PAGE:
And this cast, many of whom played the premiere, makes for a powerful musical and theatrical ensemble. Baritone Kim Josephson as Eddie Carbone comes so alive one feels he could jump the stage and tear off out of the Opera House. He positively channels the tortured negativity of this man. His ability to emote through song is brilliant. His unraveling, as the un-wholesome need for his niece takes over, is a truly memorable blending of music and theater, with some superb choreography to boot. Soprano Catherine Malfitano, so wonderful in last season’s Jenufa, plays Carbone’s tough but broken-hearted wife Beatrice with a compelling mix of strength and vulnerability. Her voice is a striking, mournful instrument amid the roiling emotions of the piece. Tenor Gregory Turay as Rodolfo, the new immigrant who comes to live with the Carbones and unwittingly becomes Eddies’ rival, sings with sweet haunting delicacy, especially in the aria, ”New York Lights.” Christine Brandes as Catherine is sadly less convincing as the young niece ready to find love. She carries herself too maturely for the role, both physically and musically. Her Brooklyn accent is uneven and listening for it becomes a distraction.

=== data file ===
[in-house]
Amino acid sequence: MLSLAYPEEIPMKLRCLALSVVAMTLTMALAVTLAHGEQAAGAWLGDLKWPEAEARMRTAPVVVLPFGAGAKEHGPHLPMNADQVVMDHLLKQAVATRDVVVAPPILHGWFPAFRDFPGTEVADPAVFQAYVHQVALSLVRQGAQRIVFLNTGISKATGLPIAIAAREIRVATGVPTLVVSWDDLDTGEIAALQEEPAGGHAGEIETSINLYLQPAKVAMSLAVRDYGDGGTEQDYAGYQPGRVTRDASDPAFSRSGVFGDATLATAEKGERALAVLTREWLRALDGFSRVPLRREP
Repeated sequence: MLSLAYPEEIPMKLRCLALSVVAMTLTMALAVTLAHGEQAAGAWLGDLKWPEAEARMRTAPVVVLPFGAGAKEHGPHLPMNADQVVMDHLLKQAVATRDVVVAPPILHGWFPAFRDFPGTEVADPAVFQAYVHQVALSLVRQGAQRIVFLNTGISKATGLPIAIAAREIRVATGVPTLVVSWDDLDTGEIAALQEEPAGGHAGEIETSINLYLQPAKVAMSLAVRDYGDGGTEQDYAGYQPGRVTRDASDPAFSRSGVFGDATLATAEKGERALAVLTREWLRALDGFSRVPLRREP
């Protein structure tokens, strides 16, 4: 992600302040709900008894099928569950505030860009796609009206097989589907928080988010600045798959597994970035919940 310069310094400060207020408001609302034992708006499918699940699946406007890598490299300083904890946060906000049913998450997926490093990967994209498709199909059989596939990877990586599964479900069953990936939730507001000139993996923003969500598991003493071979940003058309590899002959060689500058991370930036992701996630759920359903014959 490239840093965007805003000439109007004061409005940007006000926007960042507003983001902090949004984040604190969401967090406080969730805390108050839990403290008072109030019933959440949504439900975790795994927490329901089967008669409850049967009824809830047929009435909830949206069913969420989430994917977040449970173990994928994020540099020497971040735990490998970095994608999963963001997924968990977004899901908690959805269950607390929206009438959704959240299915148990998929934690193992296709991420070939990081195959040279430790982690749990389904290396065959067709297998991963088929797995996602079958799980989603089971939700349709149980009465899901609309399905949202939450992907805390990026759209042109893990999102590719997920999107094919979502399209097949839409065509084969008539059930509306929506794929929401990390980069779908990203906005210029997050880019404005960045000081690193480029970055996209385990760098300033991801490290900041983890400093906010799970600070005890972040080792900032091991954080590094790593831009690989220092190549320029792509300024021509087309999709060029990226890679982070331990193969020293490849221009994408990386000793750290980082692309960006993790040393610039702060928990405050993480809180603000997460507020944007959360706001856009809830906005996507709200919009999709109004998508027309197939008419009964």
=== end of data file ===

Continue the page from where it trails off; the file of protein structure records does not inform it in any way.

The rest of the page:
DON GIOVANNI
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A VIEW FROM THE BRIDGE
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In Rep
To Nov. 17
Kennedy Center
Opera House
202-295-2400
www.dc-opera.org

Overall, everything about this production is beautifully conceived and emotionally rich from the sets and projected back-shots to the tightly paced and bound drama. Kudos to director Frank Galati.

And so with View and Giovanni, two stories of men controlled to the point of ruin by their passions and yet two very different musical and theatrical productions. Both stellar.